Alternating between two time periods, the Great Depression in 1936 and World War I in 1918, Clare Vanderpool tells the story of the small fictional town of Manifest in southeastern Kansas. Nominally, it’s the story of 12-year-old Abilene Tucker, who has spent her life traveling the rails with her father, Gideon. Then, soon after her 12th birthday, he up and sends her back to Manifest, a town he’s never talked about but has some connection with, to live with an old friend of his so he can go work in Nebraska. Feeling abandoned, Abilene decides what she needs to do is figure out what connection her dad has with this town, and why he’s sent her there. She ends up working for an old Hungarian fortune teller, and in return she tells Abilene stories, slowly unveiling the mystery of her father’s past. It’s by digging up the past that Abilene manages to pull a town that was slowly falling apart back together.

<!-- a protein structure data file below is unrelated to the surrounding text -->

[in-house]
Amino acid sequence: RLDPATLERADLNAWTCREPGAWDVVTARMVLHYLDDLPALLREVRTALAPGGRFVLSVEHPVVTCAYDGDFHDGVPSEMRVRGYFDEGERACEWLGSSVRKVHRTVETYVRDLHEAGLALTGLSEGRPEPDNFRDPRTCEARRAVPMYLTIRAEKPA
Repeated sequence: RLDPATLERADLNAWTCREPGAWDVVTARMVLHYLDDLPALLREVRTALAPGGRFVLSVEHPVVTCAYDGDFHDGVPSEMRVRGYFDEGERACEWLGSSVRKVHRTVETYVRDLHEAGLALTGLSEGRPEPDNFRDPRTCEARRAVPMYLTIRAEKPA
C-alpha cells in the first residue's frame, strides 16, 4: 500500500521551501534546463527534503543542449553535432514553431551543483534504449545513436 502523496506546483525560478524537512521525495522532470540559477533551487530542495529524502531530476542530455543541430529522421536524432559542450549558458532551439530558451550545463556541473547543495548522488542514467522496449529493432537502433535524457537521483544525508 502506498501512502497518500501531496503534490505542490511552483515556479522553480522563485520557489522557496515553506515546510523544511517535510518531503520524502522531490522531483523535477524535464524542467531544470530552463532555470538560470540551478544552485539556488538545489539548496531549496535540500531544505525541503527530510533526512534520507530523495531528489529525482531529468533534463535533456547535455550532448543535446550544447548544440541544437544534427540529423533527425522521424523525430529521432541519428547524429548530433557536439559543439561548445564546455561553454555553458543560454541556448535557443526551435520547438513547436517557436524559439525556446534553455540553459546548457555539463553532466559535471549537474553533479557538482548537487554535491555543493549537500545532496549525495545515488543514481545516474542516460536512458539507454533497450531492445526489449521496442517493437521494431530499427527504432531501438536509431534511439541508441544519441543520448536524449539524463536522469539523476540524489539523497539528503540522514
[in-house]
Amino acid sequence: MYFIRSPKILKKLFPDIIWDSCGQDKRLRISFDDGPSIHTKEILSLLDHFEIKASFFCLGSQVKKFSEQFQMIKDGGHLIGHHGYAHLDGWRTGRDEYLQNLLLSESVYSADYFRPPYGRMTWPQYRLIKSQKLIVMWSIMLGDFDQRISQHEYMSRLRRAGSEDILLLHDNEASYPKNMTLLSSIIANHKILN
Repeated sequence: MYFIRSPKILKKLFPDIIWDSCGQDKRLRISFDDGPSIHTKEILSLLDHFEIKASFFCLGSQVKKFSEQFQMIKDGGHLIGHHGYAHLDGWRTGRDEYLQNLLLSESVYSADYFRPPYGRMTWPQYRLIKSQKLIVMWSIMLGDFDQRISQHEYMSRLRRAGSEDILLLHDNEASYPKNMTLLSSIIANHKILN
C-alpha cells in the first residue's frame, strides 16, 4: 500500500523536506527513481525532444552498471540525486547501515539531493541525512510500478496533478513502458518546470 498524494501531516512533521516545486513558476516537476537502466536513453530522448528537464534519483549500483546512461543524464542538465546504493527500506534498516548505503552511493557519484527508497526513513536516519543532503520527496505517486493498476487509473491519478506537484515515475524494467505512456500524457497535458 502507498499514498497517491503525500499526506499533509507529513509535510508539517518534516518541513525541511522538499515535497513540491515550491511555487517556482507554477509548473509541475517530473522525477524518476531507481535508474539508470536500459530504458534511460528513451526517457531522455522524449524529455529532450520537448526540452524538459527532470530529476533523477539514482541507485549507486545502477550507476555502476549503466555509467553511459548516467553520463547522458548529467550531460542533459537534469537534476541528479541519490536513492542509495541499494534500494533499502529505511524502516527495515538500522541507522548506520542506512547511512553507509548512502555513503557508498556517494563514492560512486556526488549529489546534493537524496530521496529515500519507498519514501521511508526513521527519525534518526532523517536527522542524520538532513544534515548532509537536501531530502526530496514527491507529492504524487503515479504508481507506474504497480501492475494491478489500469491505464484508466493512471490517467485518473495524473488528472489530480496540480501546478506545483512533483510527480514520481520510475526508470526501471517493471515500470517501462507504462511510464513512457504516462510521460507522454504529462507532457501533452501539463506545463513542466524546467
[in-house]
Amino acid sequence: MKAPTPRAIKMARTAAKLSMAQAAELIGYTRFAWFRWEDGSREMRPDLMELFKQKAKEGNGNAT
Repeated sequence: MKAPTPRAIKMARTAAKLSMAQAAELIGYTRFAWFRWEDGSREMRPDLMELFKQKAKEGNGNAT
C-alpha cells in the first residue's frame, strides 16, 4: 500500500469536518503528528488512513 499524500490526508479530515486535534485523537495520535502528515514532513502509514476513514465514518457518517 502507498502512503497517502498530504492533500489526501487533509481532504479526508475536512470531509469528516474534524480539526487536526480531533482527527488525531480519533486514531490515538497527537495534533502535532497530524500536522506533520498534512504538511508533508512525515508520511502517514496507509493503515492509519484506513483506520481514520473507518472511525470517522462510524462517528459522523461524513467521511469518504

It’s an excellent portrait of a time and a place, making Kansas come alive rather than just being an Everyplace like it usually is in novels. (We need someplace noncommittal. How about Kansas?) I could tell that Vanderpool knows her stuff (well, she is a native Kansan; in the author’s note, she says that this was based on memories of her grandparents) and loves the place and its small, rural towns. Additionally, she’s created some winning characters: Abilene is a smart, feisty girl, one with a nose for adventure. But it’s not solely a “girl” book: the two main characters from 1918, Jinx and Ned, are just as engaging as the girls from 1936. Vanderpool manages to balance the two time periods, capturing the essence of each, and transitions seamlessly between them.
It’s a very captivating read, well worth the Newbery award it won.
Rated: Mild, for some mild swearing.